It is commonly said that the sales tax affects workers and non-workers alike, as opposed to payroll and income taxes which tend to fall on wage earners, because everybody buys things but not everyone workers. The elderly, for example, are harmed more by a sales tax than by a wage tax.
There is some truth to this conventional wisdom, but it has been exaggerated because many income streams are automatically indexed to inflation (specifically, the CPI), and CPI inflation reflects sales taxes. For example, UK unemployment benefits are indexed to the CPI. When the UK increased its VAT, inflation was created and the unemployed automatically got a raise while workers did not.
Another example, US social security benefits are indexed to the CPI via the Cost of Living Adjustment. Thus, if the U.S. were to implement a VAT, the CPI would go up and the elderly would automatically get a raise. Workers would not.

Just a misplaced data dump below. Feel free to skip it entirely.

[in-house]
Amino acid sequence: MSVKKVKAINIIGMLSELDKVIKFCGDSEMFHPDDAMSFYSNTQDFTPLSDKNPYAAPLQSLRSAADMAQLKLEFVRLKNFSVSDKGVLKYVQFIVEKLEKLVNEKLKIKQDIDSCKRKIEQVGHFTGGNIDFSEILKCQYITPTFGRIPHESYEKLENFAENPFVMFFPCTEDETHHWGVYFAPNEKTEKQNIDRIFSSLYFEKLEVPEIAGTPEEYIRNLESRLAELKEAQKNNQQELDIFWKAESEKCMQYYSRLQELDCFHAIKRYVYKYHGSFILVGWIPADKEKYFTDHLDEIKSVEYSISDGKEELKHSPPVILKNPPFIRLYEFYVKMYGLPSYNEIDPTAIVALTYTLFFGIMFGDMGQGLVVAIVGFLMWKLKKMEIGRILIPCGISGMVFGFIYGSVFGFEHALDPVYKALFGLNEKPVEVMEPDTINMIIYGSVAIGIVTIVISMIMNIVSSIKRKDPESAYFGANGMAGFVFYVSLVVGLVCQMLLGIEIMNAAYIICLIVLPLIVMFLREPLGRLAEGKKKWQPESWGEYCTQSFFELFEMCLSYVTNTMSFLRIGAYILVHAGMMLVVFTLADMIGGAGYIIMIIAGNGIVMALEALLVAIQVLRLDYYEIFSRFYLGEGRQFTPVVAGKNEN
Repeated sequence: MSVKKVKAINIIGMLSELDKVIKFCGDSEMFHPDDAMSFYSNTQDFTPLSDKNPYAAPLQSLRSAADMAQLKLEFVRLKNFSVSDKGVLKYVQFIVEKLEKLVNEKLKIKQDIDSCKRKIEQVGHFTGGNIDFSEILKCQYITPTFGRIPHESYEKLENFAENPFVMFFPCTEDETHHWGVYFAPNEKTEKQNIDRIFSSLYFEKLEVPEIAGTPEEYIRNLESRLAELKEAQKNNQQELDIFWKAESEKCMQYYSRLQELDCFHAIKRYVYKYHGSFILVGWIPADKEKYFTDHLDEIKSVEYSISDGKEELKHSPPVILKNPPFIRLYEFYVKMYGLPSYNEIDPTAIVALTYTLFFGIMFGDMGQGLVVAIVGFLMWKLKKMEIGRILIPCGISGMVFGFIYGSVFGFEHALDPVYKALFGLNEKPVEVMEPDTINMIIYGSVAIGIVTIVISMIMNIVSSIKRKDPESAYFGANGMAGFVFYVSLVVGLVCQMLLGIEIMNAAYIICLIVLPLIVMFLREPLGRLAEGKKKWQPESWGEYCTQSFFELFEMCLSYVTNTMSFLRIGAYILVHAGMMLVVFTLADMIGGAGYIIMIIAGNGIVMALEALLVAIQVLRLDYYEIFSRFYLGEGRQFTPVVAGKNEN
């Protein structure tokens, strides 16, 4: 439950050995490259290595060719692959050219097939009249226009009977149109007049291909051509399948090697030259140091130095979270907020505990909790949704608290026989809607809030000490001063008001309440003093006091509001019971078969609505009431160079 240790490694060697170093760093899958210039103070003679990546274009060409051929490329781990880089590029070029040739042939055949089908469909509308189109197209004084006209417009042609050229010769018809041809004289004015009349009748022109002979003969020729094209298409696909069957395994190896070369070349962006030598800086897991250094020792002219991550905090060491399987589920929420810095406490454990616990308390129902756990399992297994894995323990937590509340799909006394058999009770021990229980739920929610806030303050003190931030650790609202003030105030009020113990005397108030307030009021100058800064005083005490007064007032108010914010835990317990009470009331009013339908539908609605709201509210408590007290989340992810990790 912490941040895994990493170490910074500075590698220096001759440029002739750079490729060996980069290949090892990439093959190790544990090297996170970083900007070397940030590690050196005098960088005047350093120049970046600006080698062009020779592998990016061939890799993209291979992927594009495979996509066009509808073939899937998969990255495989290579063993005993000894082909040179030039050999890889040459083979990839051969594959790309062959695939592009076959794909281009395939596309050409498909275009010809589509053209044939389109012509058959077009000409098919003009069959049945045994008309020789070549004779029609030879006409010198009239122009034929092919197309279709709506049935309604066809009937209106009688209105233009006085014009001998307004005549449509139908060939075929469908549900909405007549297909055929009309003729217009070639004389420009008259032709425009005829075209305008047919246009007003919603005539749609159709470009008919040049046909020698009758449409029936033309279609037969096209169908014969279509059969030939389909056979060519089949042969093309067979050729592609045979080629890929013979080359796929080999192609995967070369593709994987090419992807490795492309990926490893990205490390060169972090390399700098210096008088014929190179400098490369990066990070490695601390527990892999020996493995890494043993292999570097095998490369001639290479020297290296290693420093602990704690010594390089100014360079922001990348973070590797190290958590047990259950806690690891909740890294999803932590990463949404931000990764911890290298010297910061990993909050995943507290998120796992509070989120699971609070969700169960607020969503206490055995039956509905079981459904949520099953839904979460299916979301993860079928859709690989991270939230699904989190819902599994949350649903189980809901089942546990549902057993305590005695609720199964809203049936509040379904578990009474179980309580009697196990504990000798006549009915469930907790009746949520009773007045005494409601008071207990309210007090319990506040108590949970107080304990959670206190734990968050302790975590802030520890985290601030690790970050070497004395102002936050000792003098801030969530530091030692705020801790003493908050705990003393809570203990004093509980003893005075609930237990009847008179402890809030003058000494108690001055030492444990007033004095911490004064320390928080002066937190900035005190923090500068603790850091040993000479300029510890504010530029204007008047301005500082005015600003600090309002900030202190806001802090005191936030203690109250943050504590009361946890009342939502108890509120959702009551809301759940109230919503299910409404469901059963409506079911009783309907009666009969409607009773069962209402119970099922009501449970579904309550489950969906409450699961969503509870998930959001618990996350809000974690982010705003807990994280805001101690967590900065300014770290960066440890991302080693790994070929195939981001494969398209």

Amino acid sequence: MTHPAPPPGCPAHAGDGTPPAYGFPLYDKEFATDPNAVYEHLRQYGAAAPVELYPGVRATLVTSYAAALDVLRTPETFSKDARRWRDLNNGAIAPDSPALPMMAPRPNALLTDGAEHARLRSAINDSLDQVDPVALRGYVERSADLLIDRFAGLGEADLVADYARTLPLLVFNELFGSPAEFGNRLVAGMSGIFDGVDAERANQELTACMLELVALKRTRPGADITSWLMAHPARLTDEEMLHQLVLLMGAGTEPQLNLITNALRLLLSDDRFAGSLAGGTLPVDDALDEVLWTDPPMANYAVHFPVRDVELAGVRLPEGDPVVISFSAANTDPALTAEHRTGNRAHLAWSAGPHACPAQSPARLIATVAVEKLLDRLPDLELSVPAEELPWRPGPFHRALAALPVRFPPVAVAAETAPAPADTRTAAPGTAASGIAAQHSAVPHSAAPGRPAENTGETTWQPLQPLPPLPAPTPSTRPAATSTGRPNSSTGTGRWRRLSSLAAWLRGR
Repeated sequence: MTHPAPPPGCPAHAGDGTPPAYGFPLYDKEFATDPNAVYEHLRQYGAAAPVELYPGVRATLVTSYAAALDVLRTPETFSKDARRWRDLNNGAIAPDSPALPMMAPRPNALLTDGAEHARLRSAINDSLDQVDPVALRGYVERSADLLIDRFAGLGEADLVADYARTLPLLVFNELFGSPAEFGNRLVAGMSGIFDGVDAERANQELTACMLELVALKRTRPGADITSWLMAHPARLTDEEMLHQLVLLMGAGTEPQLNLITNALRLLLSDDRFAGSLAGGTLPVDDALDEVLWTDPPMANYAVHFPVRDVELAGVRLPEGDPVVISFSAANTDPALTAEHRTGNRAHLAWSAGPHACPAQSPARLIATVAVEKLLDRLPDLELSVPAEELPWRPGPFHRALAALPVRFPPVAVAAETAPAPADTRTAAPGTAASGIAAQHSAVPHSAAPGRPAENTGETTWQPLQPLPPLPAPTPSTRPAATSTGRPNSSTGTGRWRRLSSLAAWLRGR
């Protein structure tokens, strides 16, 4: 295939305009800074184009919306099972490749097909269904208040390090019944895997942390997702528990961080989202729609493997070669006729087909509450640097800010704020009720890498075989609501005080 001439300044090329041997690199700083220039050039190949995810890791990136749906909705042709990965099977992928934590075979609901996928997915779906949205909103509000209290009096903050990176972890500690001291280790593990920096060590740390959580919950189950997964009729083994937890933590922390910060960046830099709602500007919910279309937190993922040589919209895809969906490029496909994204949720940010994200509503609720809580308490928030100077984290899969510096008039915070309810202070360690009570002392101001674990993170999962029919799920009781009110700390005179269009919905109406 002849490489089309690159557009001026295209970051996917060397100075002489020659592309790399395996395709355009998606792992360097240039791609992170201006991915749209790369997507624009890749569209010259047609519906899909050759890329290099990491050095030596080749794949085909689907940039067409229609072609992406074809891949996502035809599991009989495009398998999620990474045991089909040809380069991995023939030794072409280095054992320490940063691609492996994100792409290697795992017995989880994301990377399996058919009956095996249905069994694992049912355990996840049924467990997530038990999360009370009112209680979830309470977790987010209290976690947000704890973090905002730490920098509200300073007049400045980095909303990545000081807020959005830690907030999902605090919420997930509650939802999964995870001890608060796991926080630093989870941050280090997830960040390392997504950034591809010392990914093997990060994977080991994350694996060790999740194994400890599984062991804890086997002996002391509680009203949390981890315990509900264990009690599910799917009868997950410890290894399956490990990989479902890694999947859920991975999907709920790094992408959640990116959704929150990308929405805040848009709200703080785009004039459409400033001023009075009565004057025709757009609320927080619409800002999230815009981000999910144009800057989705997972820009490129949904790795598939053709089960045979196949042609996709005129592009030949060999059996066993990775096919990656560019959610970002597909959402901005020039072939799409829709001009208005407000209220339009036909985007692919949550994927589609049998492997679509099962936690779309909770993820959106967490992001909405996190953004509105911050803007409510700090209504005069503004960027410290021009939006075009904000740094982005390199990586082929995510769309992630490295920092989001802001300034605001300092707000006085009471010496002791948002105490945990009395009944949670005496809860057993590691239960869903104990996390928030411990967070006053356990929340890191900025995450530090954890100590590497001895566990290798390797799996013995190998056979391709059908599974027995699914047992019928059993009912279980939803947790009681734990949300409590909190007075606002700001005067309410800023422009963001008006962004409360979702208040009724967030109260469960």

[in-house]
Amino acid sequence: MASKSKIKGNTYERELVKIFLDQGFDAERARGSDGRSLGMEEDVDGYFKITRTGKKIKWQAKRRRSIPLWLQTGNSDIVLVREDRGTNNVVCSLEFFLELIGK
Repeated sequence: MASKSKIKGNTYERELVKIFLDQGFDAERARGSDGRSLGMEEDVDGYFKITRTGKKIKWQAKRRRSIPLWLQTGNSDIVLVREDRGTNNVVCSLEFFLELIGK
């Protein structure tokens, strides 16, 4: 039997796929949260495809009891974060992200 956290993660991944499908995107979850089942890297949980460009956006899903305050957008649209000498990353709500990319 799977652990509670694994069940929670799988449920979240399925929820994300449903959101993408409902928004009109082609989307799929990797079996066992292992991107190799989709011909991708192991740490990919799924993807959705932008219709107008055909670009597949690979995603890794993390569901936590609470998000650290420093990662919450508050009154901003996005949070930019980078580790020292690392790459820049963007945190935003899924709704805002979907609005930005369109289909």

On the other hand, newly retired people have their social security benefit indexed to wages, which would not automatically increase after a VAT. So new retirees would, in effect, pay the VAT throughout their retirement. Elderly people also have non-social-security income sources, which are sometimes not indexed to inflation. To the extend that elderly relied on non-indexed income, they would pay part of the VAT too.
In terms of incentives, the VAT discourages work because people work in order to buy more. But, as noted above, there is an addition work-discouraging effect of sales taxes: through CPI-indexation it reduces the income gap between workers and non-workers.